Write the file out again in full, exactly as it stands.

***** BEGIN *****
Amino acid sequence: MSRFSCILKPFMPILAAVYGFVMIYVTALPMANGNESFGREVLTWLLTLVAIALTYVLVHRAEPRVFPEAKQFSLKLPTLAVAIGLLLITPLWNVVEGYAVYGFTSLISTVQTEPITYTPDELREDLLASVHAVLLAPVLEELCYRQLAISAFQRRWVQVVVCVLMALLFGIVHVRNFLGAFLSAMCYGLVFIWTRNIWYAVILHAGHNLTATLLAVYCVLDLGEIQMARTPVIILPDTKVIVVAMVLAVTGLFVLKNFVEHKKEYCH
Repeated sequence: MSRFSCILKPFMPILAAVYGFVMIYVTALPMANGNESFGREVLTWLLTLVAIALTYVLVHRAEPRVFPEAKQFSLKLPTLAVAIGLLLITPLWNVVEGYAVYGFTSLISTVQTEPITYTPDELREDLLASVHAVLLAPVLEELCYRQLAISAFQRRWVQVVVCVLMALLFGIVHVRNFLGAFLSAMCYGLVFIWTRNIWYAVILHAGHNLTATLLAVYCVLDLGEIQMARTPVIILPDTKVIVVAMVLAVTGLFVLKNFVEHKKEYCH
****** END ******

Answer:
Amino acid sequence: MSRFSCILKPFMPILAAVYGFVMIYVTALPMANGNESFGREVLTWLLTLVAIALTYVLVHRAEPRVFPEAKQFSLKLPTLAVAIGLLLITPLWNVVEGYAVYGFTSLISTVQTEPITYTPDELREDLLASVHAVLLAPVLEELCYRQLAISAFQRRWVQVVVCVLMALLFGIVHVRNFLGAFLSAMCYGLVFIWTRNIWYAVILHAGHNLTATLLAVYCVLDLGEIQMARTPVIILPDTKVIVVAMVLAVTGLFVLKNFVEHKKEYCH
Repeated sequence: MSRFSCILKPFMPILAAVYGFVMIYVTALPMANGNESFGREVLTWLLTLVAIALTYVLVHRAEPRVFPEAKQFSLKLPTLAVAIGLLLITPLWNVVEGYAVYGFTSLISTVQTEPITYTPDELREDLLASVHAVLLAPVLEELCYRQLAISAFQRRWVQVVVCVLMALLFGIVHVRNFLGAFLSAMCYGLVFIWTRNIWYAVILHAGHNLTATLLAVYCVLDLGEIQMARTPVIILPDTKVIVVAMVLAVTGLFVLKNFVEHKKEYCH